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The Unspeakable Gentleman by John P. Marquand





I have seen the improbable turn true too often not to have it disturb me. Suppose these memoirs still exist when the French royalist plot of 1805 and my father's peculiar role in it are forgotten. I cannot help but remember it is a restless land across the water. But surely people will continue to recollect. Surely these few pages, written with the sole purpose of explaining my father's part in the affair, will not degenerate into anything so pitifully fanciful as the story of a man who tried his best to be a bad example because he could not be a good one.

It was my Uncle Jason who was with me when I learned of my father's return to America. I still remember the look of sympathetic concern on his broad, good-natured face, as I read my father's letter. There was anxiety written there as he watched me, for my uncle was a kindly, thoughtful man. For the moment he seemed to have quite forgotten the affairs of his counting house, and the inventory of goods from France, which a clerk had placed before him. Of late he had taken in me an unaccustomed interest, in no wise allayed by the letter I was holding.

"So he is here," said my Uncle Jason.

"He is just arrived," I answered.

"I had heard of it," he remarked thoughtfully. "And you will see him, Henry?"

"Yes," I replied, "since she asked me to."

"She had asked you? Your mother? You did not tell me that." His voice had been sharp and reproachful, and then he had sighed. "After all," he went on more gently, "he is your father, and you must respect him as such, Henry, hard as it is to do so. I am sorry, almost, that he and I have quarreled, for in many ways your father was a remarkable man who might have gone far, except for his failing. God knows I did my best to help him."

And he sighed again at the small success of his efforts and returned to the papers that lay before him on the counting house table. His business had become engrossing of late, and gave him little leisure.

"Do not be too hard on him, Henry," he said, as I departed.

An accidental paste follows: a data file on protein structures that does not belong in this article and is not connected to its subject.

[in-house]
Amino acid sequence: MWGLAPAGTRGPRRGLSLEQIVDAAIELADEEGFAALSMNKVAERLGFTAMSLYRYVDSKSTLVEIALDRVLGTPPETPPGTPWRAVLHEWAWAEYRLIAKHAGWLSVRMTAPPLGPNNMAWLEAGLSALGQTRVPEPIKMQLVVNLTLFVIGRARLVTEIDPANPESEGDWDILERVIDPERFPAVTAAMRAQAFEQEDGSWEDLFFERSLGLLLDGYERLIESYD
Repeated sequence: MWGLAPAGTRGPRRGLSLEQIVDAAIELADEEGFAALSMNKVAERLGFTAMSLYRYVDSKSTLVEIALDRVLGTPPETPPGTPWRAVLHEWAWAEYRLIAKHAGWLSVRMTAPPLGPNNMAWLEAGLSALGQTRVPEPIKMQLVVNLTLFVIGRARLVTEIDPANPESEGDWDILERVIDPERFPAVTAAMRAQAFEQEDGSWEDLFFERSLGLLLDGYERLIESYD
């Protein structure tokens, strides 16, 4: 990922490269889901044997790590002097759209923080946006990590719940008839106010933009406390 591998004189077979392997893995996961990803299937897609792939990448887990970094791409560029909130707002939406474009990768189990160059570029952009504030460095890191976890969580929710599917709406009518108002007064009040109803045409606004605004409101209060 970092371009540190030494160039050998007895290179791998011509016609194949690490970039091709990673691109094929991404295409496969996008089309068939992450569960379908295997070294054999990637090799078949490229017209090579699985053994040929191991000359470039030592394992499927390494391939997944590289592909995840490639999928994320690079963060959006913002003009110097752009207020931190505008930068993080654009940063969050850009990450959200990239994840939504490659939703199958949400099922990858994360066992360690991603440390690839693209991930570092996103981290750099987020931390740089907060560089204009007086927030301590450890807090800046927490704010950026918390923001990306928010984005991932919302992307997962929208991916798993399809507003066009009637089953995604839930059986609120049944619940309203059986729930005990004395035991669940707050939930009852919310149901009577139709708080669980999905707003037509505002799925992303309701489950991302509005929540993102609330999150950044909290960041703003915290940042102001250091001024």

It was ten years since I had seen my father, ten years when we change more than we do during the rest of a lifetime. Ten years back we had lived in a great house with lawns that ran down to the river where our ships pulled at their moorings. My father and I had left the house together--I for school, and my father--I have never learned where he had gone. I was just beginning to see the starker outlines of a world that has shaken off the shadows of youth when I saw him again.

I remember it was a morning early in autumn. The wind was fresh off the sea, making the pounding of the surf on the beach seem very near as I urged my horse from the neat, quiet streets of the town up the rutted lane that led to the Shelton house. The tang of the salt marshes was in the wind, and a touch of frost over the meadows told me the ducks would soon be coming in from shelter. Already the leaves were falling off the tall elms, twisting in little spirals through the clear October sunlight.

And yet, in spite of the wind and the sea and the clean light of the forenoon, there was a sadness about the place, and an undercurrent of uneasy silence that the rustling of the leaves and the noise of the surf only seemed to accentuate. It was like the silence that falls about a table when the guests have left it, and the chairs are empty and the lights are growing dim. It was the silence that comes over all places where there should be people, and yet where no one comes.

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